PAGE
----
As returning to the office causes trepidation for some workers, maintaining a safe work environment is paramount to both building managers and designers. This means initiatives meant to keep occupants safe must be both functional and visible.
Having quality partners, including janitorial companies, are great places to start, says Mark Rossolo, global director of public affairs at UL (formerly Underwriters Laboratories), in an article for BOMA International.
Curiously, the chemicals used in this COVID age can actually be part of the problem. Imagine scenarios, Rossolo notes, where people are using harsher chemicals to combat COVID-19, and they are cleaning more frequently, so more irritants are floating around inside buildings. Focusing on indoor-outdoor air exchange rates and making sure they are pulling enough fresh air in to adequately ventilate the building are important guidelines.
Design firm HOK offers some suggestions on indoor air quality. With poor air circulation creating a breeding ground for transmission of the virus, HVAC upgrades are a must in some buildings. An HVAC engineering firm can ensure buildings have adequate, and properly maintained, systems.
Potential upgrades include things like advanced building automation for real-time HVAC performance evaluation and correction, higher-rated air filters like MERV-13 and MERV-14, operable windows and technologies like ultraviolet germicidal irradiation (UVGI) in return air ducts. Spaces intended for groups can include carbon dioxide sensors so that ventilation increases along with occupancy and carbon dioxide levels.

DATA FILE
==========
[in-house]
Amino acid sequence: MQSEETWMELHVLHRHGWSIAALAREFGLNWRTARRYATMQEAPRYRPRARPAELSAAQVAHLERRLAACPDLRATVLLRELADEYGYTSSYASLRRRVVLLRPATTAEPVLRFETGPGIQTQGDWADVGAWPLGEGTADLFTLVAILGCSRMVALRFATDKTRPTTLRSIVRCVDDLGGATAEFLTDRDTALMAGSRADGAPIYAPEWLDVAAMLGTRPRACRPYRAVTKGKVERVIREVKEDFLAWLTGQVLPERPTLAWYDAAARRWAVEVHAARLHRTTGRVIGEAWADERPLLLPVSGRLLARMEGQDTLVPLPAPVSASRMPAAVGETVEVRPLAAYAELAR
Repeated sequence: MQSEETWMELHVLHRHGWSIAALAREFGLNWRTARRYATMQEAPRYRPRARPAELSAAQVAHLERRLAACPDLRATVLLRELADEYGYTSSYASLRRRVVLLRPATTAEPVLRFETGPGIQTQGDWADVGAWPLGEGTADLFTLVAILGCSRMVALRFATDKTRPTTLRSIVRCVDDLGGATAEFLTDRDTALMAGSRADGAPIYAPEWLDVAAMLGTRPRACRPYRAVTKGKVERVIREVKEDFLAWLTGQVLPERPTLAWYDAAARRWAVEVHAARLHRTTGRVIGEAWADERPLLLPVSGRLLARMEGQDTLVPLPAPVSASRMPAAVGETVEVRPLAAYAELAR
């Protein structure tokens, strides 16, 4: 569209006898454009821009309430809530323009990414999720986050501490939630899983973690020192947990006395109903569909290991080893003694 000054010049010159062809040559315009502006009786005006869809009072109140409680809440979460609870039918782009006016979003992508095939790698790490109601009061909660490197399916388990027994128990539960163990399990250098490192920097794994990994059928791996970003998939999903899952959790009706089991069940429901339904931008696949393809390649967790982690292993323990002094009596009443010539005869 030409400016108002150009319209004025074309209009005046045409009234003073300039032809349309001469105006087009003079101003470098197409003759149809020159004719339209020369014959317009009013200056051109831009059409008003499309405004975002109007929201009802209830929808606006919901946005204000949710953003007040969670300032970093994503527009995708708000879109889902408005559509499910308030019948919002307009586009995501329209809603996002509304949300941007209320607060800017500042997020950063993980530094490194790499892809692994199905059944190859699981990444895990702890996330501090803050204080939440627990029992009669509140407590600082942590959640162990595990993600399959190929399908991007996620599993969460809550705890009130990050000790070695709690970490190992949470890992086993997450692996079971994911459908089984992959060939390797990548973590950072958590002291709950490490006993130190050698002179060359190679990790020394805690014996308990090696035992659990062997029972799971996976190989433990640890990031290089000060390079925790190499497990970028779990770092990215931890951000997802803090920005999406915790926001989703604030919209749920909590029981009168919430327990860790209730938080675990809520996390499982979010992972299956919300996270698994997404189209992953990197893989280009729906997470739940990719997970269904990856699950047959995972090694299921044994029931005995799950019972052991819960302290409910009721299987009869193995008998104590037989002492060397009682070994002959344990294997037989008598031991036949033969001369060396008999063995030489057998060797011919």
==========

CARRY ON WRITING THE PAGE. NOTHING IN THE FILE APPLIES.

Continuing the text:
Building security, in terms of monitoring the people and products entering a building, is a current must-have in most commercial buildings. Concerns about occupant capacity to prevent overcrowding must be addressed. Infrared scanners that can take the body temperature of people entering the building may also become a thing of the future.
There’s little doubt that some changes may stick around post-COVID, and technology will play an expanding role. Contactless solutions are already in demand as building occupants grow wary of high-touch areas. As Astudio Architects’ Director Richard Hyams writes in This Week in FM,
Building developers and managers will be capitalizing on tools such as voice or motion-activated technology and movement tracking apps, to make more of what this technology can offer. This could be a voice-controlled elevator, a remotely operated printer or the greater use of sensor and facial-recognition software.
Many of these changes, like expensive HVAC upgrades, won’t lure occupants back to commercial buildings if the measures are not clearly communicated. Communication strategies will play a huge role in occupant understanding. Signage throughout the buildings, displays in lobbies and elevators, a social media outreach strategy and building-specific mobile apps for regular users will assist building managers in getting their message across.